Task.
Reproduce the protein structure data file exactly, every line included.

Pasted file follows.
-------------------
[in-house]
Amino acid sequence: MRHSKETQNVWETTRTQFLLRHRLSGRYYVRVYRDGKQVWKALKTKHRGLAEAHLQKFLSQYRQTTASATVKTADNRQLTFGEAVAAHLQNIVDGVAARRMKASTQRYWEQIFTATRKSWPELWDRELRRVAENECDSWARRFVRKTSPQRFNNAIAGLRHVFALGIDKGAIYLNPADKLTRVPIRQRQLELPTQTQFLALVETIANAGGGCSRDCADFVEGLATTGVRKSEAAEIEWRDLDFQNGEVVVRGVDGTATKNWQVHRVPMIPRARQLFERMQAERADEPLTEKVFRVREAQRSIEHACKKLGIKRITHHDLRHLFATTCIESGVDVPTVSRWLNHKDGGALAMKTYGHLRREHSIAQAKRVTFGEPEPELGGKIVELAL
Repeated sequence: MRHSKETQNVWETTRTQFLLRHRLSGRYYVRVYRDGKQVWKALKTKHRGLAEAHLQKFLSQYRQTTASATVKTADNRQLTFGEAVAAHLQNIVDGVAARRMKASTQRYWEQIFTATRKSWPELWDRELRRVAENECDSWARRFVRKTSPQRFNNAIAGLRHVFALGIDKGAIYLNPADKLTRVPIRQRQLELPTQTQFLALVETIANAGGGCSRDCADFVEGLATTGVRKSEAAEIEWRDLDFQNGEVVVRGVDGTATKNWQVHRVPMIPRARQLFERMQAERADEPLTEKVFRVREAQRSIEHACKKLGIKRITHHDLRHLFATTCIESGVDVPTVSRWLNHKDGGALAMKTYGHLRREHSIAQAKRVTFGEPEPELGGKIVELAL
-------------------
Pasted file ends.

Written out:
[in-house]
Amino acid sequence: MRHSKETQNVWETTRTQFLLRHRLSGRYYVRVYRDGKQVWKALKTKHRGLAEAHLQKFLSQYRQTTASATVKTADNRQLTFGEAVAAHLQNIVDGVAARRMKASTQRYWEQIFTATRKSWPELWDRELRRVAENECDSWARRFVRKTSPQRFNNAIAGLRHVFALGIDKGAIYLNPADKLTRVPIRQRQLELPTQTQFLALVETIANAGGGCSRDCADFVEGLATTGVRKSEAAEIEWRDLDFQNGEVVVRGVDGTATKNWQVHRVPMIPRARQLFERMQAERADEPLTEKVFRVREAQRSIEHACKKLGIKRITHHDLRHLFATTCIESGVDVPTVSRWLNHKDGGALAMKTYGHLRREHSIAQAKRVTFGEPEPELGGKIVELAL
Repeated sequence: MRHSKETQNVWETTRTQFLLRHRLSGRYYVRVYRDGKQVWKALKTKHRGLAEAHLQKFLSQYRQTTASATVKTADNRQLTFGEAVAAHLQNIVDGVAARRMKASTQRYWEQIFTATRKSWPELWDRELRRVAENECDSWARRFVRKTSPQRFNNAIAGLRHVFALGIDKGAIYLNPADKLTRVPIRQRQLELPTQTQFLALVETIANAGGGCSRDCADFVEGLATTGVRKSEAAEIEWRDLDFQNGEVVVRGVDGTATKNWQVHRVPMIPRARQLFERMQAERADEPLTEKVFRVREAQRSIEHACKKLGIKRITHHDLRHLFATTCIESGVDVPTVSRWLNHKDGGALAMKTYGHLRREHSIAQAKRVTFGEPEPELGGKIVELAL